Four years ago, members of Congress broke with tradition by crossing the aisle and showing that Republicans and Democrats could sit together during President Obama’s State of the Union address.
In 2015, the American people want them to do something more difficult: work together.
We think they can. But first, Democrats and Republicans should resolve for the New Year to give up the cycle of destructive politics that made recent Congresses among the least productive in history. They can start by fully adopting the attitude of problem solvers who are charged with making progress on the country’s urgent “to do” list.
Since the November midterms, the American public has made clear it is hungry for solutions from Congress. A Wall Street Journal/NBC poll showed 63% of Americans want the 114th Congress to make deals across the aisle. The poll found that only 30% wanted their representatives to rigidly adhere to campaign promises.
As a centrist Democrat and a conservative Republican, we don’t agree on every issue. But we know from long experience that reasonable, workable, even landmark policies are forged out of debate and differences. That’s how our system is supposed to work. Many members of Congress know this too. They need to find the space and support to have a louder voice, and greater impact.
For this to happen, reaching across the aisle needs to be seen by both parties as it is by most Americans: as a sign of long-term strength rather than weakness. This flies in face of recent trends in campaign finance and redistricting, which reinforce partisanship. But it can be overcome with effective leadership that focuses on a change in tone, on building relationships and on measuring success by outcomes — by the fix, not the fight.
We shouldn’t underestimate the odds for success. As John Spratt, the wise former dean of the South Carolina Congressional delegation, recently told The New York Times, “Democrats are becoming more liberal; Republicans are becoming a lot more conservative and ideological. Instead of converging into a workable relationship, we are diverging, and Lord knows how we will come to a resolution.”
A new pragmatism can help sideline the personal rancor that infects politics. A common lament about Congress is that regular dinners and social interactions across party lines are relics of a bygone age. Lost with it are the trust, understanding and, yes, friendships that make politics work. In today’s climate, bi-partisan interactions should be planned with purpose. This is a crucial step towards building a new platform for cooperation, and breaking free from the tactics of “take it or leave it.”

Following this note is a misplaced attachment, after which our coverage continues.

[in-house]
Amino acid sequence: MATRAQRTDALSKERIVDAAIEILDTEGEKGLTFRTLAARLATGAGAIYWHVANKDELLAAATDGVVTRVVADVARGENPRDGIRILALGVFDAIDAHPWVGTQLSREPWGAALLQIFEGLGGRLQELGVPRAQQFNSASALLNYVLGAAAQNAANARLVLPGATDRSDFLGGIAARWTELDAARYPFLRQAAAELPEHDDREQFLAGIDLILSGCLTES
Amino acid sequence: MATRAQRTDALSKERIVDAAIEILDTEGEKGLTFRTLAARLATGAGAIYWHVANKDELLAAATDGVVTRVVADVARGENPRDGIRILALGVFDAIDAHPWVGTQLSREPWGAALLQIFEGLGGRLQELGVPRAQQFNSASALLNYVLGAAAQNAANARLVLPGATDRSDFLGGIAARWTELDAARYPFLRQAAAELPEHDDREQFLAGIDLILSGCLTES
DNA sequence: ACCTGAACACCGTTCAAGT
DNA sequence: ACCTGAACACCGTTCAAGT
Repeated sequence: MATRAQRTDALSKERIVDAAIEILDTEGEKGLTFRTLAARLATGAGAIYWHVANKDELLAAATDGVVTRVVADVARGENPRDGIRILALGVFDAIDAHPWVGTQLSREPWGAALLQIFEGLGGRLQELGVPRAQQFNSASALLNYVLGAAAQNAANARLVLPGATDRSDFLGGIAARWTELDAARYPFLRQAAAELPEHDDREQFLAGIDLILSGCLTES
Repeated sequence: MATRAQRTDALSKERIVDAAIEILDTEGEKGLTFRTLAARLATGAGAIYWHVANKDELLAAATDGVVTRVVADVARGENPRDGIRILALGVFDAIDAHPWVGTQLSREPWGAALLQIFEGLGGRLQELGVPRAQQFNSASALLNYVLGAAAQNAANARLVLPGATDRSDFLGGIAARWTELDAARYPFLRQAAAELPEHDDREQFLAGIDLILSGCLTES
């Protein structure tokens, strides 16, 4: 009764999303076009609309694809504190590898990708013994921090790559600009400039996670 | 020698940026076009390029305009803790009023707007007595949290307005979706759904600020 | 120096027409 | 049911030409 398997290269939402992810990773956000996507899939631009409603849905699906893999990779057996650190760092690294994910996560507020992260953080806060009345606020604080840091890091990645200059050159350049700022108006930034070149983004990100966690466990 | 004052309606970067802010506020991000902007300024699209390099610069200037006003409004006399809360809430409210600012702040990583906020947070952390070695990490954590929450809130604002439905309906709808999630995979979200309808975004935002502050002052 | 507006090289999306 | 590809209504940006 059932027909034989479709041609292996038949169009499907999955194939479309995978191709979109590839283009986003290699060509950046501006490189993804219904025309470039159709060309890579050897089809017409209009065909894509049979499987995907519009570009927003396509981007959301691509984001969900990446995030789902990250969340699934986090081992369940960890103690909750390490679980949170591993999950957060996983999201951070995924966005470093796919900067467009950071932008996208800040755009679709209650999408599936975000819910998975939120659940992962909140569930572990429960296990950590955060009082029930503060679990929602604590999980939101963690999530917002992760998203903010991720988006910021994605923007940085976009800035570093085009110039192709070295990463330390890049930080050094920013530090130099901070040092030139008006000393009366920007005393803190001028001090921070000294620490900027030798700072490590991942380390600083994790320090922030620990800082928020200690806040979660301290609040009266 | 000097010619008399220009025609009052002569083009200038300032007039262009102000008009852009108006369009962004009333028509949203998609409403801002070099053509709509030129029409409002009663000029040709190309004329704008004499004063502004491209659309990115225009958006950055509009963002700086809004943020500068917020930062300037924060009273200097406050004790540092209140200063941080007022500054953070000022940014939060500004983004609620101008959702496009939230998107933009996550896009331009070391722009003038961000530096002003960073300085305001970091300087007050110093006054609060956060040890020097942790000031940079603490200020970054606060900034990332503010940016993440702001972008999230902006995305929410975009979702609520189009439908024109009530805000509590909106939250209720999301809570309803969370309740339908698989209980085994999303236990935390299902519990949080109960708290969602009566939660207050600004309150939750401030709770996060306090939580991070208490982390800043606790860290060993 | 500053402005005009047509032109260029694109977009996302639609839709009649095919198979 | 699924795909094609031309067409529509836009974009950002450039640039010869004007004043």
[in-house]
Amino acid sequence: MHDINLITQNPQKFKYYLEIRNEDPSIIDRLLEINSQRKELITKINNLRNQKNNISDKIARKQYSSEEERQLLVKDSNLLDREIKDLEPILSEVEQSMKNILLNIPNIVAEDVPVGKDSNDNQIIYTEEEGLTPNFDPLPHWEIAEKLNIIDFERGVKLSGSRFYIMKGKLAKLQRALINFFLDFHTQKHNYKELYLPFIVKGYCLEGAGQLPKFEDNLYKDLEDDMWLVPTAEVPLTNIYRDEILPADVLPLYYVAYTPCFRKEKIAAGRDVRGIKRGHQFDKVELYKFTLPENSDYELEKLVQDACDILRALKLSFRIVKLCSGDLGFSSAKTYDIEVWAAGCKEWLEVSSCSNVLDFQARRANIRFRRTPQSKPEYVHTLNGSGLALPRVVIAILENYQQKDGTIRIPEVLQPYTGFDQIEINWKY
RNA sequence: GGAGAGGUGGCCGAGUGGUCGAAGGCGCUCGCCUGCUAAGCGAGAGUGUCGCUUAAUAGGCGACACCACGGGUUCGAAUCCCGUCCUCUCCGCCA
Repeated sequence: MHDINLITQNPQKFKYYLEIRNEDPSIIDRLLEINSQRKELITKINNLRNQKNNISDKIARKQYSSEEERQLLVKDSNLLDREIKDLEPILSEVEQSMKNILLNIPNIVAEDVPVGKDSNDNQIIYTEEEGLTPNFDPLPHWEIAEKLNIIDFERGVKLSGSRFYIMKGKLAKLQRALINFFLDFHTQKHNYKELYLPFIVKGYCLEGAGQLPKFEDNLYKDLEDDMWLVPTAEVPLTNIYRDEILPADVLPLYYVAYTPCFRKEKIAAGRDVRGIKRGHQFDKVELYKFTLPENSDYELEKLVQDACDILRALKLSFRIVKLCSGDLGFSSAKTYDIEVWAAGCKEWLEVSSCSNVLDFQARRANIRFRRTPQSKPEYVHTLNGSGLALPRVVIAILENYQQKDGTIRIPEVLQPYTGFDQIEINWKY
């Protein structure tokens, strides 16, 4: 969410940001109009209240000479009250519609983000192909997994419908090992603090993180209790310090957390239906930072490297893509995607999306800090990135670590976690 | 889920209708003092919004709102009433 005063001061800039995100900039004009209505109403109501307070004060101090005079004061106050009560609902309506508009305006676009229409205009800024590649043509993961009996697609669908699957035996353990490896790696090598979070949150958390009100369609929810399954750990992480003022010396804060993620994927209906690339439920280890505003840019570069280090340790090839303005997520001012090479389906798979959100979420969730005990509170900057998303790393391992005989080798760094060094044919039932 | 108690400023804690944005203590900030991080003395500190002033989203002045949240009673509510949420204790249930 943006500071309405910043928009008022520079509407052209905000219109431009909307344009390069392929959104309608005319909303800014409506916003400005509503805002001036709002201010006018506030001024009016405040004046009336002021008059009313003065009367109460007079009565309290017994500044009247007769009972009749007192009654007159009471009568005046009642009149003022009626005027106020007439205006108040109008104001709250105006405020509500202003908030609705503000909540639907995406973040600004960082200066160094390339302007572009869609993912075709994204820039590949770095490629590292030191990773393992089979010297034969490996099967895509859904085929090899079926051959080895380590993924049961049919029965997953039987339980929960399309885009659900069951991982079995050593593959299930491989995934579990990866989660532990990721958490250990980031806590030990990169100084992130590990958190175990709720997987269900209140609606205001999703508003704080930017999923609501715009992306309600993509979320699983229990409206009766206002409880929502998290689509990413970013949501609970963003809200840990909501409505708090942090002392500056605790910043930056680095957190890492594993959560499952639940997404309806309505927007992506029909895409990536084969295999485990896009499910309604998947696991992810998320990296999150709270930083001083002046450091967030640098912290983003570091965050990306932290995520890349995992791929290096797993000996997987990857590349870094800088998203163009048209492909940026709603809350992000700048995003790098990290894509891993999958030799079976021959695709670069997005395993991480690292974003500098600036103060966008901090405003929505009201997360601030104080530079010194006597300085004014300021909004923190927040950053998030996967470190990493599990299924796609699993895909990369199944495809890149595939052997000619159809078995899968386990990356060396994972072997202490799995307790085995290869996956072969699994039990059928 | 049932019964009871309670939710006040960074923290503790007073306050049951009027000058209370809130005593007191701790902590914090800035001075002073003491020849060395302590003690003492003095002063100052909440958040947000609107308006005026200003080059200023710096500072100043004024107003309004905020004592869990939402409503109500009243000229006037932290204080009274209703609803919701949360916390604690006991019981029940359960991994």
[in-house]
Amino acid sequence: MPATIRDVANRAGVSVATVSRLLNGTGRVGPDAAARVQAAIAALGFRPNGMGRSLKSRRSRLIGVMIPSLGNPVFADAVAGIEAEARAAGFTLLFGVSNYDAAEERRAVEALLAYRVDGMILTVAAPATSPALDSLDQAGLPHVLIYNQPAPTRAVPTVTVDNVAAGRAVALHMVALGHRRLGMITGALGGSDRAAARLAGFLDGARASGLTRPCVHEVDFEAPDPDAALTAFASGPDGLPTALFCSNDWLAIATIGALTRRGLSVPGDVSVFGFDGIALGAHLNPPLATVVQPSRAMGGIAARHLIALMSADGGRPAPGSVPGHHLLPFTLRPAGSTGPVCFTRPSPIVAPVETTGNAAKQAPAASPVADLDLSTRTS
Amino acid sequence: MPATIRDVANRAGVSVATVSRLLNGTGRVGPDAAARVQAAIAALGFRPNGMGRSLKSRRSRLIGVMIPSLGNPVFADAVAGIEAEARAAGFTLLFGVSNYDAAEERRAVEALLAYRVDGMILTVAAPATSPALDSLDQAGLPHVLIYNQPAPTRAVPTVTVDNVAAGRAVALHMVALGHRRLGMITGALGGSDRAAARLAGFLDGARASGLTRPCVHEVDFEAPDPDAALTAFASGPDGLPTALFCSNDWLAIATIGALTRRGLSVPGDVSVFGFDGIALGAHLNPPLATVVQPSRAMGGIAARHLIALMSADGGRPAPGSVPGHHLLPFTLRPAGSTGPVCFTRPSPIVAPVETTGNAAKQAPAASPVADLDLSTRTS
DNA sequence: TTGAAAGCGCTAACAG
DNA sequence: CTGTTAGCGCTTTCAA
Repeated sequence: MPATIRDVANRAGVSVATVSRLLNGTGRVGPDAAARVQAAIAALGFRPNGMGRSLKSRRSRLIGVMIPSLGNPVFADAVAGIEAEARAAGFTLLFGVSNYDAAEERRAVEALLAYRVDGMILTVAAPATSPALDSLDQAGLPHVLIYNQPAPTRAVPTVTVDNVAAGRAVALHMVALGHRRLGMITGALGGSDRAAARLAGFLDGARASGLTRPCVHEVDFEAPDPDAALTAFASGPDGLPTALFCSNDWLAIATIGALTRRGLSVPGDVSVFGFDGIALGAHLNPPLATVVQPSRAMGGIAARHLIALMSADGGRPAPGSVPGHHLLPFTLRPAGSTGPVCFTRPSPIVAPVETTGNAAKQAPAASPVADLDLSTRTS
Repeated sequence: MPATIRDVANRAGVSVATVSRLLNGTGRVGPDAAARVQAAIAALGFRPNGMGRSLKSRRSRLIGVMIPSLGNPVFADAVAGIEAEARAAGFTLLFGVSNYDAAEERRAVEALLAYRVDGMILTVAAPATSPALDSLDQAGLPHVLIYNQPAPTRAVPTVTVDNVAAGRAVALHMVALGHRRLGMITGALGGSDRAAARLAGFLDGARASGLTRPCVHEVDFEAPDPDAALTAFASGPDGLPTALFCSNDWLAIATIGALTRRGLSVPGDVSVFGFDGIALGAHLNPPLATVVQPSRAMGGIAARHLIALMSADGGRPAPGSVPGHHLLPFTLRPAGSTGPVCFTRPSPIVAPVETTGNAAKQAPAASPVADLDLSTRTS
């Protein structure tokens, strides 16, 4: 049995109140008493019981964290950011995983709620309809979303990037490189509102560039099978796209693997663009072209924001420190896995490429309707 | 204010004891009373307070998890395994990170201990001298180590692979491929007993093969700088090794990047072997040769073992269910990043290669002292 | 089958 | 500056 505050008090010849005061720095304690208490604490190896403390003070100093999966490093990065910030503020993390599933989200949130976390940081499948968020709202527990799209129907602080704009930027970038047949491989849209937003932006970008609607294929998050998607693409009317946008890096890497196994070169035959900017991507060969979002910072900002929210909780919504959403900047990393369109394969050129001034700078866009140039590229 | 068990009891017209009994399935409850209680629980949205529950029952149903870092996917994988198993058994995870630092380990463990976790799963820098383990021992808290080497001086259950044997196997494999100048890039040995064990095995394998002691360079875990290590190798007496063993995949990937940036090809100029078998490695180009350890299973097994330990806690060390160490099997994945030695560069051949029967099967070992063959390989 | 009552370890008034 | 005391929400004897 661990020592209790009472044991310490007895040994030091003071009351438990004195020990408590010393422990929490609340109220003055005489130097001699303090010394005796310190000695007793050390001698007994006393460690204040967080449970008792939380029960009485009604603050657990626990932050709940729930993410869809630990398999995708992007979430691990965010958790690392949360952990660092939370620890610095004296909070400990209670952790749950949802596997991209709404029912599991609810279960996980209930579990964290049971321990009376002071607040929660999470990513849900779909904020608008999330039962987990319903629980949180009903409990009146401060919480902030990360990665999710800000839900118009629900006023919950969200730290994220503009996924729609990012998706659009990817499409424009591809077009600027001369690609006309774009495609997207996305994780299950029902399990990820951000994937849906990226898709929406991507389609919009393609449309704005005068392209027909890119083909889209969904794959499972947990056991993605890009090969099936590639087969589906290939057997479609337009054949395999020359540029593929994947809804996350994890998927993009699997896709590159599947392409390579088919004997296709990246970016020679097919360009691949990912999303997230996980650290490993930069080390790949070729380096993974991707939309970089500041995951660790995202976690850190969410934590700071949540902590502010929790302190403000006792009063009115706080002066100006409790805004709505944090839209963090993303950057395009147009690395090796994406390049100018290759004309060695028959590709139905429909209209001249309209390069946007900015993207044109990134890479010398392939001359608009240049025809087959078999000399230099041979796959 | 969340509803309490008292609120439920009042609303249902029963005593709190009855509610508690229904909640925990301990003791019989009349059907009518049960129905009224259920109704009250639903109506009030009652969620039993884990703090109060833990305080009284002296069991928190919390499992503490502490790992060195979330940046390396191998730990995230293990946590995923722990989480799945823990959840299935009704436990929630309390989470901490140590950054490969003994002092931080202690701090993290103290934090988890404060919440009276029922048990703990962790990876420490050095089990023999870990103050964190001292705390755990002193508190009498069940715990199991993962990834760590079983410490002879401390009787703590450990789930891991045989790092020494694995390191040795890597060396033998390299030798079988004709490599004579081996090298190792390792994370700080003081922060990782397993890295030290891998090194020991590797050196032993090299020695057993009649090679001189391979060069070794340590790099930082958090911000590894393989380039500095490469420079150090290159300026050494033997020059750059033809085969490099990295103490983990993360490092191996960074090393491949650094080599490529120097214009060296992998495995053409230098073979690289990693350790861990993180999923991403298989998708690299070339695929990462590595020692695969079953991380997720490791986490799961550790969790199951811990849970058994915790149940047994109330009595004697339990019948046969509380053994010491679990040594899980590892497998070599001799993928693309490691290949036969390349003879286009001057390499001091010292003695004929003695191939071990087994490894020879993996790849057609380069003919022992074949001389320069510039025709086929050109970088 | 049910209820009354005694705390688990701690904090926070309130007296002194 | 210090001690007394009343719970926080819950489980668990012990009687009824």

Of course, attitude and good intentions are not enough. Serious discussions should begin on feasible, substantive policy questions. Today’s policy agenda is rife with issues where progress can be made if support that already exists within both parties is organized and led. These include energy security, job creation, trade, immigration and tax reform, to name just a few.
We believe that a lot of common ground is really just common sense put into practice. Most elected officials agree that Social Security and Medicare need to be made solvent, and that the federal budget needs to be better balanced than it has been in the past and that the number one priority for the country is creating good-paying middle class jobs. Lawmakers have collaborated across party lines issues ranging from deficit reduction to skills training to cybersecurity.
Incoming Senate majority leader Mitch McConnell recently told The New York Times, “All of us from time to time make a point. But it is time now to make a difference.” We couldn’t agree more. McConnell was talking about some of his fellow Republicans. But the same applies to Democrats. In politics, principles alone are a bad excuse for chronic paralysis. Making a difference means moving towards each other, not just to trade seats but to exchange ideas and engage with strategic issues.
A vehicle for such a discussion already exists in No Labels, a bi-partisan group that is drawing up a blueprint for solving some of our biggest problems. We’ve joined some 90 lawmakers from both parties in moving this effort forward.
Another year of inaction and chaos on Capitol Hill would be ruinous for the country, and for the public’s faith in our governing institutions. As for Democrats and Republicans, the looming presidential campaign is an added incentive to demonstrate competence and commitment to producing results.
Our elected leaders should do the right thing for their country and constituents: embrace a new politics of problem solving. The American people are waiting, and watching.